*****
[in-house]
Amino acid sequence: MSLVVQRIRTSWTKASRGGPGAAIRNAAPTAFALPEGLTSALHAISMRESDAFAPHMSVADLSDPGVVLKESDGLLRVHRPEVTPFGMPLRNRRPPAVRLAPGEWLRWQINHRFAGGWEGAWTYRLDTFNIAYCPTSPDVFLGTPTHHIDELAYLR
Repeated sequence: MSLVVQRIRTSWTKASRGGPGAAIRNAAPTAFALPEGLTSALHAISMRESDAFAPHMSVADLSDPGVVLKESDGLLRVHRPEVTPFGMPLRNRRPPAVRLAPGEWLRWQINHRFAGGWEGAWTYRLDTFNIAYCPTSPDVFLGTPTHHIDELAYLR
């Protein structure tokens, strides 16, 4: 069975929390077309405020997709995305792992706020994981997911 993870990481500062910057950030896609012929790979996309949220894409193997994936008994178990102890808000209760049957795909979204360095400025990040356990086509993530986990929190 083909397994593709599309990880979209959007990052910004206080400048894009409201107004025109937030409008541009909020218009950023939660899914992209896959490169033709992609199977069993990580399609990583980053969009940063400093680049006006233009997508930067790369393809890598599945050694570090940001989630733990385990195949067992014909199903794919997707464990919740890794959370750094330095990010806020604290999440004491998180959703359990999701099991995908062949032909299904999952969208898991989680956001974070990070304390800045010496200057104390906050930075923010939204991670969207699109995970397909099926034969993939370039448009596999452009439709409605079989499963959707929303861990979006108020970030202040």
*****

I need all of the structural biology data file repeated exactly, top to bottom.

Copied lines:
[in-house]
Amino acid sequence: MSLVVQRIRTSWTKASRGGPGAAIRNAAPTAFALPEGLTSALHAISMRESDAFAPHMSVADLSDPGVVLKESDGLLRVHRPEVTPFGMPLRNRRPPAVRLAPGEWLRWQINHRFAGGWEGAWTYRLDTFNIAYCPTSPDVFLGTPTHHIDELAYLR
Repeated sequence: MSLVVQRIRTSWTKASRGGPGAAIRNAAPTAFALPEGLTSALHAISMRESDAFAPHMSVADLSDPGVVLKESDGLLRVHRPEVTPFGMPLRNRRPPAVRLAPGEWLRWQINHRFAGGWEGAWTYRLDTFNIAYCPTSPDVFLGTPTHHIDELAYLR
């Protein structure tokens, strides 16, 4: 069975929390077309405020997709995305792992706020994981997911 993870990481500062910057950030896609012929790979996309949220894409193997994936008994178990102890808000209760049957795909979204360095400025990040356990086509993530986990929190 083909397994593709599309990880979209959007990052910004206080400048894009409201107004025109937030409008541009909020218009950023939660899914992209896959490169033709992609199977069993990580399609990583980053969009940063400093680049006006233009997508930067790369393809890598599945050694570090940001989630733990385990195949067992014909199903794919997707464990919740890794959370750094330095990010806020604290999440004491998180959703359990999701099991995908062949032909299904999952969208898991989680956001974070990070304390800045010496200057104390906050930075923010939204991670969207699109995970397909099926034969993939370039448009596999452009439709409605079989499963959707929303861990979006108020970030202040």